Never before has a TV show affected me with such honesty, depth and pure beauty.
Before I get into what I intend on writing about, I’ve been meaning to write a post about Glee for quite a while now. My sisters and mom have been absolutely obsessed with the show as of late, and I’ll be honest, i’ve found myself tuning into more than a few shows as well. In just the past month or so, we’ve made it five seasons in, and thus, reached the inevitable episode.
Glee is just astounding. The show itself speaks wonders about the struggles of teenagers today, and was incredibly ahead of its time in terms of awareness. Looking back on it now, the messages still resonate just as much today as they did when the show first launched.
The character dynamics and themes intertwined are truly gratifying to watch, between the relationships built, obstacles overcome, and accolades achieved. From the lowest points to the highest points, i’ve been captivated by the pure selflessness, yet confidence, of each and every character as they develop. Even Sue, in the darkest moments, resonates the most loving, human traits.
And of course, the music is simply amazing. When I first started watching, I was hooked by the 80’s music that was constantly being used (having spent a considerable amount of time living the Rock of Ages soundtrack), and of course, once I caught wind of a Les Mis song, they had me.
From there, the exposure to a remarkable variety of music, ranging from the most emotional to those exemplifying that of a show choir, has been really eye (or ear) opening, especially as someone coming from roots of finite genre experience.
Glee has been an absolute joy to watch.
And now for the unfortunate aspect of today’s post. I knew going into the show that this would eventually have to happen, but if anything, it came too fast (as with anything). It really shows just how fragile life is.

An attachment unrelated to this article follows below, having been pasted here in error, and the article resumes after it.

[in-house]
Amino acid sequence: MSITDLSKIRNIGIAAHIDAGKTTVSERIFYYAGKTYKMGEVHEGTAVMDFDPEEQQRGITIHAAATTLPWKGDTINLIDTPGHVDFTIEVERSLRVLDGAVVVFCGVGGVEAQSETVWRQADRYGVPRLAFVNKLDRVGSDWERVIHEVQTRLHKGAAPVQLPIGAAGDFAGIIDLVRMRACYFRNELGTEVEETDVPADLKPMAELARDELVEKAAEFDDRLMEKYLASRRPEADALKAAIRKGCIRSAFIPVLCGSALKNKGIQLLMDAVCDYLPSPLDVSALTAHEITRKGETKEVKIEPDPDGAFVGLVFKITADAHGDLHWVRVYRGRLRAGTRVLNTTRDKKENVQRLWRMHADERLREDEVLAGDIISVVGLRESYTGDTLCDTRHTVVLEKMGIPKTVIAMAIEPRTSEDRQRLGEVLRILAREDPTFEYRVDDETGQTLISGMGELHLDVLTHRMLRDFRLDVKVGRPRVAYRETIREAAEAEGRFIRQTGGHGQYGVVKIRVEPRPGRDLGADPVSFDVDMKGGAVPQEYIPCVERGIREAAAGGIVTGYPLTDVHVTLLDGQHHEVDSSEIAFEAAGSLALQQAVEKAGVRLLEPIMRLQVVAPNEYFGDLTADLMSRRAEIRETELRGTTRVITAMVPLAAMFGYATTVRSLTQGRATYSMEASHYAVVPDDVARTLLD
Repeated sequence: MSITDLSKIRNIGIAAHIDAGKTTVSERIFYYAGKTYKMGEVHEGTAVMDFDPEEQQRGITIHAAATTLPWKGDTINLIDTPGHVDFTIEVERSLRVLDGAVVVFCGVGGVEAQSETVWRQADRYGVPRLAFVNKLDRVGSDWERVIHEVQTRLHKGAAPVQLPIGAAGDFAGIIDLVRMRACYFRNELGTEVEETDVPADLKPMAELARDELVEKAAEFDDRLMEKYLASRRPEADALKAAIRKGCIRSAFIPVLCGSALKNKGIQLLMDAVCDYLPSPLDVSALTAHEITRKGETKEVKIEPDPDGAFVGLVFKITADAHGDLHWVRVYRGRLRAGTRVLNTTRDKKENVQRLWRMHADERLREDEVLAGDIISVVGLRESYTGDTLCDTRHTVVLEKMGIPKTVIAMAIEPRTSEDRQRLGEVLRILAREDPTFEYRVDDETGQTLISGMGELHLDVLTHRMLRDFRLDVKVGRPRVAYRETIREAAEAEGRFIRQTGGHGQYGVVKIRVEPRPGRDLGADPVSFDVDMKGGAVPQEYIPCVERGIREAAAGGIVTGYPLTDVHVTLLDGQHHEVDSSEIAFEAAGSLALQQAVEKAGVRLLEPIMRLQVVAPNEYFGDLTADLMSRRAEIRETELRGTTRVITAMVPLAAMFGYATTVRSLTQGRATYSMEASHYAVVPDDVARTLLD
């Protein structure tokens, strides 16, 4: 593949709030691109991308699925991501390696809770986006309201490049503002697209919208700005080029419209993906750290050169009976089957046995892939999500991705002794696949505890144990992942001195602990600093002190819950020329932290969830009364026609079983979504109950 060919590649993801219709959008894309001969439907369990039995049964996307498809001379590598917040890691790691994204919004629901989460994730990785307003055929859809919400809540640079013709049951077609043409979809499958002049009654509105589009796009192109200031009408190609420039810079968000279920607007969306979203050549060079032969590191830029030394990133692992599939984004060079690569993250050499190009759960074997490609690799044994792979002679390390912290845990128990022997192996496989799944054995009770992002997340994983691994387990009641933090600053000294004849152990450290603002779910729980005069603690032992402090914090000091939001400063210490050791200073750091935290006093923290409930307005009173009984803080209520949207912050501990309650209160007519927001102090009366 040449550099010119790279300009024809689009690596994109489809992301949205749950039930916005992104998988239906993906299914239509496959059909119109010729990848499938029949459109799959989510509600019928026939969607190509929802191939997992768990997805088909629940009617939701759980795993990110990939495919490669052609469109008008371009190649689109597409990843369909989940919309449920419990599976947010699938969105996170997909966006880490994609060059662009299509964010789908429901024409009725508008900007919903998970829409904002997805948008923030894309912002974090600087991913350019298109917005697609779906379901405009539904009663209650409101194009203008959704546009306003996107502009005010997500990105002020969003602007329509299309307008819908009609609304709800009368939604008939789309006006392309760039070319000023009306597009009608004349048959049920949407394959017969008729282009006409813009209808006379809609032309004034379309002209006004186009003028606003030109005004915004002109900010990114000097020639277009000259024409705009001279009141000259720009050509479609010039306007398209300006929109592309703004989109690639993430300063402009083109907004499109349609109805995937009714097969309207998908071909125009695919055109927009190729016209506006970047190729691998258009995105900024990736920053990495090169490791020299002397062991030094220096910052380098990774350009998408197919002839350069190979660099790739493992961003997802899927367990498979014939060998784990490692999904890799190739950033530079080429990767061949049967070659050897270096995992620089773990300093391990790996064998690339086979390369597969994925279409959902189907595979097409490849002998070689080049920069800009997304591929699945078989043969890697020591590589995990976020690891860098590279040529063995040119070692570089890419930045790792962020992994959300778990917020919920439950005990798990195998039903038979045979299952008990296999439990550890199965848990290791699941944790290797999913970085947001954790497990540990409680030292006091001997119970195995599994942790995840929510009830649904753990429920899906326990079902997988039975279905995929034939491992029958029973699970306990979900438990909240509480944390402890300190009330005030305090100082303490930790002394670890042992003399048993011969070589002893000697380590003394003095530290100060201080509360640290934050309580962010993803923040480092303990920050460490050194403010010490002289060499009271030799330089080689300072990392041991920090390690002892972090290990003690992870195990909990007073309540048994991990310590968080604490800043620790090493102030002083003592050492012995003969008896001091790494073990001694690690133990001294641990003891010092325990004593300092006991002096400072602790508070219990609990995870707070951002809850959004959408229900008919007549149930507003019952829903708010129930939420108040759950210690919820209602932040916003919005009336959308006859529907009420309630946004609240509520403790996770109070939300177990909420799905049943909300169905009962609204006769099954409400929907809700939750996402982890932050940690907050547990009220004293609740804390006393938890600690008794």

The memorial of Finn’s death (“The Quarterback” episode) was breathtaking. The emotion and sincerity in each person’s vocals and expressions was astonishing alone. It hurt, though, to know that the emotion was real.
While all the performances were beautiful, Santana’s rendition of “Make You Feel My Love” was the one that truly pulled me emotionally. The song choice was great alone, but seeing her break down as she sang through it broke me. I could just imagine being in the moment, in her condition, feeling the same way I would be in real life.
The episode spoke volumes about the realities of life- the feelings of helplessness and hopelessness as things slip out from under you. In the end, there’s only a limited amount of control over ourselves that the human race can have, and it’s so unfortunate that so many lives have come to end this way, too early to have experienced the infinite possibilities that life brings, when life itself is far from infinite.
In all, the episode is done so well, and despite the ongoing struggles of each character, the way their inner emotional sensitivity began to show was truly heartwarming.
I couldn’t have imagined a better way, in the moment, to memorialize Finn’s death both in real-life and in show, than a display of love unified in grief, and in melody.
In Tune on 12 and Beyond